You can also specify the use of a compressed CAB file, which can store the OCX file and other auxiliary files, such as packages, making it easier and faster to deliver the application to the user. A compressed file, means a faster download. I've generated the HTML file and CAB file for the XClock project in the same directory. Opening this HTML file in Internet Explorer produces the output shown in Figure 12.10. If all you get is a red X marker indicating a failure to download the control, there are various possible explanations for this problem: Internet Explorer doesn't allow the download of controls, it doesn't match the security level for the unsigned control, there is a mismatch in the control version number, and so on.
Notice that in the portion of the HTML file referring to the control, you can use the special param tag to customize the control's properties. For example, in the XArrow control's HTML file, I've modified the automatically generated HTML file (in the XArrowCust.htm file) with these three param tags:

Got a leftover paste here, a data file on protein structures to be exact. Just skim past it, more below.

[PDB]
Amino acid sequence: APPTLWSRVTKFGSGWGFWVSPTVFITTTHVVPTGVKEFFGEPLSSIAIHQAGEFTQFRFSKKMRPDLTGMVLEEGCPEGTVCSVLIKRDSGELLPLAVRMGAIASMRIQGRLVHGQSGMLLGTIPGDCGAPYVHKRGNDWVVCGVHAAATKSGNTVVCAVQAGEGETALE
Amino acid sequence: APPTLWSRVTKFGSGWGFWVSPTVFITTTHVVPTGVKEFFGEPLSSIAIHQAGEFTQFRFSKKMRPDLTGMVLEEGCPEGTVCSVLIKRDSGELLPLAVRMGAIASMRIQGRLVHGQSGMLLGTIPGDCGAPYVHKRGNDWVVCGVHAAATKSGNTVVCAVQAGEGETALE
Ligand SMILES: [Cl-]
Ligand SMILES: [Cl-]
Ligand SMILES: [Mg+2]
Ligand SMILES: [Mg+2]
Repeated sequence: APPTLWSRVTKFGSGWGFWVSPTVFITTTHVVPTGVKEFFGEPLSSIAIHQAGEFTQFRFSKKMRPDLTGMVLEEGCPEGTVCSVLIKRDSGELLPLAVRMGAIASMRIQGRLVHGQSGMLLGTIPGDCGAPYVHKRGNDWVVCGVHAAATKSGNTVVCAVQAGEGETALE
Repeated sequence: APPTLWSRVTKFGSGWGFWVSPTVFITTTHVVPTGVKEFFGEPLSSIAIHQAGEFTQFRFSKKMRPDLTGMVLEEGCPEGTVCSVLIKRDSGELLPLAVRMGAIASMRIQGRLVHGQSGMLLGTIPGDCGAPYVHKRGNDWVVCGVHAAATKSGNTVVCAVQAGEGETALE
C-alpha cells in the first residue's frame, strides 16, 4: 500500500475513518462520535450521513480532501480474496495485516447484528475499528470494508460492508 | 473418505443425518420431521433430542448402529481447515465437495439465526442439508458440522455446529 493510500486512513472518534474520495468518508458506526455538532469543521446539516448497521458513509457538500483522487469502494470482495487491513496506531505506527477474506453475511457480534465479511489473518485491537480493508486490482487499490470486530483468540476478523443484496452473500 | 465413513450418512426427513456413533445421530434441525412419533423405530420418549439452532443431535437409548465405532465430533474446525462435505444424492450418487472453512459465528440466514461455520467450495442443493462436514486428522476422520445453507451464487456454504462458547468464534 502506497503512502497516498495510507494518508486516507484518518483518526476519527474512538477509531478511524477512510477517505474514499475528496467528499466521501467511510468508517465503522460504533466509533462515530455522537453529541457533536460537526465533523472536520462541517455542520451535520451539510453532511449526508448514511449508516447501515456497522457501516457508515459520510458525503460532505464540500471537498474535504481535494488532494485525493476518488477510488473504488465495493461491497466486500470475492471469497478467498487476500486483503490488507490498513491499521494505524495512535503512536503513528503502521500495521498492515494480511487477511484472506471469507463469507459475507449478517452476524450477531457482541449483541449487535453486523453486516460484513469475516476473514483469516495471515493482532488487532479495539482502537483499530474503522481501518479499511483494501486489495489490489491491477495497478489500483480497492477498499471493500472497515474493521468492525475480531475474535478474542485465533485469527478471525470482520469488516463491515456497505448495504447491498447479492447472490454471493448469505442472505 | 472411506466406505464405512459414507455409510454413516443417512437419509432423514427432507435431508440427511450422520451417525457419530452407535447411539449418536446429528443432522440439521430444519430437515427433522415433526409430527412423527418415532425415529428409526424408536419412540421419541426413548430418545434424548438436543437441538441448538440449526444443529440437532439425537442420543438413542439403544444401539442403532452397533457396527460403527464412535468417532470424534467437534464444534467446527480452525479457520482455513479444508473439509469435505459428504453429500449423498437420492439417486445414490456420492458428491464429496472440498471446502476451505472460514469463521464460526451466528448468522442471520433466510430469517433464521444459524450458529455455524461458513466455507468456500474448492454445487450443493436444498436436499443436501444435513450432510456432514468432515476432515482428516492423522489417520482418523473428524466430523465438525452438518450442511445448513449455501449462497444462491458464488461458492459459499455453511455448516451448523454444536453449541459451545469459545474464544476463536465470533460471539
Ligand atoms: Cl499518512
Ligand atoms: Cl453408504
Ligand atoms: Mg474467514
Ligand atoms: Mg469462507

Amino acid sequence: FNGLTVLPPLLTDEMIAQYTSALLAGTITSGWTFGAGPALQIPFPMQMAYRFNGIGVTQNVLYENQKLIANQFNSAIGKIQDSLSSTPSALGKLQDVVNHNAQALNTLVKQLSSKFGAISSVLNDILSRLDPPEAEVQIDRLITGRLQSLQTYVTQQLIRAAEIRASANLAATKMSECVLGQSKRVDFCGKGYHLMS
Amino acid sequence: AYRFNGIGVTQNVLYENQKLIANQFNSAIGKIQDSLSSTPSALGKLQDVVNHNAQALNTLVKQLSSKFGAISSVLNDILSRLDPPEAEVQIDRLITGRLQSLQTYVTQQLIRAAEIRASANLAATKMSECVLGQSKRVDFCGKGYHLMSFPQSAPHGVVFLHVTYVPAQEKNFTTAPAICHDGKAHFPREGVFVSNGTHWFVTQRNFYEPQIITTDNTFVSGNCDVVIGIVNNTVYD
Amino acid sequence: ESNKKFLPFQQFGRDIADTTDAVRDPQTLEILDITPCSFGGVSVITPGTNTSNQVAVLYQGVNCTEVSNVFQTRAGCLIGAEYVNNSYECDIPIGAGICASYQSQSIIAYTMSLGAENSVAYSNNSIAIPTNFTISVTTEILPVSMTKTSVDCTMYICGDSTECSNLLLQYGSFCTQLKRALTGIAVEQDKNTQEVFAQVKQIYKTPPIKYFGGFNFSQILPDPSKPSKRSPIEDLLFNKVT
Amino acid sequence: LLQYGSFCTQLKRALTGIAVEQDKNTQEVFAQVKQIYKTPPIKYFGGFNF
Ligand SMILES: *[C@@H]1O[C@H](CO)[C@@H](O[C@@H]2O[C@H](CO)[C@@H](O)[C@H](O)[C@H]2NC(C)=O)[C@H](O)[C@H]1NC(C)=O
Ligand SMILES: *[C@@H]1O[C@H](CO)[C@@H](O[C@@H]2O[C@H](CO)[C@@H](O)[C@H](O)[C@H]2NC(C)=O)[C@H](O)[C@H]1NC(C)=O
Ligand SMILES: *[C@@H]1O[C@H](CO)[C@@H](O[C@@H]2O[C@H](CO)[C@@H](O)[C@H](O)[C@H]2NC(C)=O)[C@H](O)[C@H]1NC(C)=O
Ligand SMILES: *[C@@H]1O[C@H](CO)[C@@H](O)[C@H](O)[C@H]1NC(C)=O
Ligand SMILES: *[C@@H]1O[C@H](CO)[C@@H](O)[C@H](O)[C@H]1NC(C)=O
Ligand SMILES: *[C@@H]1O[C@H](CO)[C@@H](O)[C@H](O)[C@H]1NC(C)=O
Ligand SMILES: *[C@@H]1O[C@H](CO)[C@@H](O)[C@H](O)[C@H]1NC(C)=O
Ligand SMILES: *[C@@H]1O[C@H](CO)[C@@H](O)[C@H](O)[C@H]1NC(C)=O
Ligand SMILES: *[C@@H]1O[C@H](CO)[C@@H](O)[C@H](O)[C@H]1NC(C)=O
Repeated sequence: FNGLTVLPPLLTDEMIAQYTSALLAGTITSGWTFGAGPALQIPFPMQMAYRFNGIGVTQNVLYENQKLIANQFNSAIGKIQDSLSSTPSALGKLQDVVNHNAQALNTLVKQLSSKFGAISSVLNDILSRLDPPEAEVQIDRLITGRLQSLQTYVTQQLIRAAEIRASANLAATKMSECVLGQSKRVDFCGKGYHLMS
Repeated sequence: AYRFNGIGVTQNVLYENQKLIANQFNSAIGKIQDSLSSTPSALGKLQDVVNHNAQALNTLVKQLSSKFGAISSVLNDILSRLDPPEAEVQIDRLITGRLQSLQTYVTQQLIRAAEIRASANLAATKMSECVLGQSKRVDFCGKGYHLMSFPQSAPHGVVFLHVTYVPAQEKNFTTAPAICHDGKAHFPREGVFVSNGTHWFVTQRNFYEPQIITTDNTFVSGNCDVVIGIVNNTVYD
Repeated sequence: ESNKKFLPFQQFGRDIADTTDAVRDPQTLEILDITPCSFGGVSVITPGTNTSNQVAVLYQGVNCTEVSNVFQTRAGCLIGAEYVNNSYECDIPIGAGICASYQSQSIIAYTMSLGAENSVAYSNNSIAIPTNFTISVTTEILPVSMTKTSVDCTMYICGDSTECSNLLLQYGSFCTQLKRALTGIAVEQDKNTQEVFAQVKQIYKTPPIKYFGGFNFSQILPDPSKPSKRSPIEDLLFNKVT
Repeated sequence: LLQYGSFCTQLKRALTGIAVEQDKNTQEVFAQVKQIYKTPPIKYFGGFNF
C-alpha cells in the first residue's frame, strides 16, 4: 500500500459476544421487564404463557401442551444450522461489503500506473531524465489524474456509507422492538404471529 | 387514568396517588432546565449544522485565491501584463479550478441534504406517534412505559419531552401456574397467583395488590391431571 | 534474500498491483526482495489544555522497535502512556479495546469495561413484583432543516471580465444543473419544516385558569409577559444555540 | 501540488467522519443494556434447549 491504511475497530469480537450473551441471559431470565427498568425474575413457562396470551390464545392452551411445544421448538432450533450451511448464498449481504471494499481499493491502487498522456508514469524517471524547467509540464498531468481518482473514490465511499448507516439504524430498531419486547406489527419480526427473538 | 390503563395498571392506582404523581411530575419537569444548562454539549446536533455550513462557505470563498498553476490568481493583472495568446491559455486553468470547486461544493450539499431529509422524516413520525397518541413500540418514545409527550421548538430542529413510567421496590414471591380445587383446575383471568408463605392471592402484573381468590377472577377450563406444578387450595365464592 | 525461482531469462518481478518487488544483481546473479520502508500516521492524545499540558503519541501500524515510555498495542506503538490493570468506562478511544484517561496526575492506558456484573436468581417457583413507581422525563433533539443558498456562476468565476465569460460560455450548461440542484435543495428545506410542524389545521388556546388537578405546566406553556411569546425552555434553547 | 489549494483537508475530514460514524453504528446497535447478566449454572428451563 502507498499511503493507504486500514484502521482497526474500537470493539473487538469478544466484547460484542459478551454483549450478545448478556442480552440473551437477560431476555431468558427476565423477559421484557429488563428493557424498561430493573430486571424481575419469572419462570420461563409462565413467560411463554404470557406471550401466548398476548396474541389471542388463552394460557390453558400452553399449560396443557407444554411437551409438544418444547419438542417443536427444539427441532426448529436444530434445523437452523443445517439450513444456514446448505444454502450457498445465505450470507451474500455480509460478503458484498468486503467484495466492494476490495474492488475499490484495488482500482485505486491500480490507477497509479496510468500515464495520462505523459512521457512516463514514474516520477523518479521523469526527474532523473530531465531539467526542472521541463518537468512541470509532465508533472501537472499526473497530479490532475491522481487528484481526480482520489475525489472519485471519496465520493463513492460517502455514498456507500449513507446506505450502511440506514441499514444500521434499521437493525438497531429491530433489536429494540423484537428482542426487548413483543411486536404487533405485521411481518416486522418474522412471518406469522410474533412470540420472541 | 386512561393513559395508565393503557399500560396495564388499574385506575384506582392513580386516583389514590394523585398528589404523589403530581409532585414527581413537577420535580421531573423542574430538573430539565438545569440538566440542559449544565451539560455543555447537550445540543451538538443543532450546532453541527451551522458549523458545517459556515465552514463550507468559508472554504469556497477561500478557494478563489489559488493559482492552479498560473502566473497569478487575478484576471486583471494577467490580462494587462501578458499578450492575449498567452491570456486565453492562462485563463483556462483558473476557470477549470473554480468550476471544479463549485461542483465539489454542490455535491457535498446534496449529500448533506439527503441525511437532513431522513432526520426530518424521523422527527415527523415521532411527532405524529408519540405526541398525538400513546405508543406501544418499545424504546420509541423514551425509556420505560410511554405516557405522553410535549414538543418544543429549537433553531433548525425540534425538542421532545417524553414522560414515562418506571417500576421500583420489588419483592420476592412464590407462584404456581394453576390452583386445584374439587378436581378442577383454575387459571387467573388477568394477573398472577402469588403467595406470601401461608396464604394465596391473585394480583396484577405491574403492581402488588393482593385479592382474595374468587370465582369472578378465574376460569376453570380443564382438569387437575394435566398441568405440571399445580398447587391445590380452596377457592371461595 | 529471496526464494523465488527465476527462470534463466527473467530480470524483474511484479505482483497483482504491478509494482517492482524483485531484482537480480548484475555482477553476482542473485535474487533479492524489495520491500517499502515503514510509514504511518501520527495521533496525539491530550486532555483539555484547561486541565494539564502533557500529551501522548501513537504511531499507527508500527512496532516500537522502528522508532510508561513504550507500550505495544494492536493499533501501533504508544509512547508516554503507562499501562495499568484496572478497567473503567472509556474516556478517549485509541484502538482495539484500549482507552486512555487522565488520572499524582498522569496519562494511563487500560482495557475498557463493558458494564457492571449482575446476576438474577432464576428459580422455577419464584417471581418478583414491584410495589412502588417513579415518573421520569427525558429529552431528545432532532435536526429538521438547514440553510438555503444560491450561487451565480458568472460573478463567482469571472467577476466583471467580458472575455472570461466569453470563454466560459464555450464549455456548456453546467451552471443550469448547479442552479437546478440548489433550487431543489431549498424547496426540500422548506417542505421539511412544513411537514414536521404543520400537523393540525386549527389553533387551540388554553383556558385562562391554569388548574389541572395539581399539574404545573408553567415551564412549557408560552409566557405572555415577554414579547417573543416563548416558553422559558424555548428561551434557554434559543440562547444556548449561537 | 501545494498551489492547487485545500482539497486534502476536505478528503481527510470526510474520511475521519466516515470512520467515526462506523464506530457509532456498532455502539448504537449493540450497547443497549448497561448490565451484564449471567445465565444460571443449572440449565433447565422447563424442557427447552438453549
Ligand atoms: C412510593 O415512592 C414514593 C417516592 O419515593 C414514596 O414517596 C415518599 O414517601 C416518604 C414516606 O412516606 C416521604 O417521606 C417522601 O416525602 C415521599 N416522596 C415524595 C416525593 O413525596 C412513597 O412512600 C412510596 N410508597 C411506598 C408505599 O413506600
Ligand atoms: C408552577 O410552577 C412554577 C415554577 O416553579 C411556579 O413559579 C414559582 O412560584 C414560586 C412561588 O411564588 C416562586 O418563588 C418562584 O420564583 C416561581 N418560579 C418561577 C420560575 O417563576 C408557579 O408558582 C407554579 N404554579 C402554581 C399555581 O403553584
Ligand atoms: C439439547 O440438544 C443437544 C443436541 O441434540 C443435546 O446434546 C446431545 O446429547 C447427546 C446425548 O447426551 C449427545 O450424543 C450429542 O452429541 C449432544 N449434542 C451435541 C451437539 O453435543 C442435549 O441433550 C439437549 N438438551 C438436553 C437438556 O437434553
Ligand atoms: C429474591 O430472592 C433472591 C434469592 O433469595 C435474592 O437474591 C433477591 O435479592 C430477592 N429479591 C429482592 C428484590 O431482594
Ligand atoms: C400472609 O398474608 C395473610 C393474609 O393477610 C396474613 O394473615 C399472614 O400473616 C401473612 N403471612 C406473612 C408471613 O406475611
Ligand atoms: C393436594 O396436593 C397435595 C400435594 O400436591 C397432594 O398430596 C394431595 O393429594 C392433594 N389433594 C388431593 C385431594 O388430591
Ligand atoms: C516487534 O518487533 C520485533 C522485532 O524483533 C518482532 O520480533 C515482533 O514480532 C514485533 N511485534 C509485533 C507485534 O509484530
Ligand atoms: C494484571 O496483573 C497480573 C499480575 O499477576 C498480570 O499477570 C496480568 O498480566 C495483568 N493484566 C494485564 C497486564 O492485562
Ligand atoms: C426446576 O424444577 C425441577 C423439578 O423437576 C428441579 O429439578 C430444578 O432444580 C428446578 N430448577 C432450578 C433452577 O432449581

<object classid="clsid:482B2145-4133-11D3-B9F1-00000100A27B" codebase="./XArrow.cab" width="350" height="250" align="center" hspace="0" vspace="0"> <param name="ArrowHeight" value="100"> <param name="Filled" value="-1"> <param name="FillColor" value="111829"> </object>
Although this might seem to be a useful technique, it is important to consider the (limited) role of an ActiveX form placed in a web page. It corresponds to letting a user download and execute a custom Windows application, which raises many concerns about security. An ActiveX control can access the computer's system information, such as the user name, directory structure, and so on. I could continue, but my point is clear.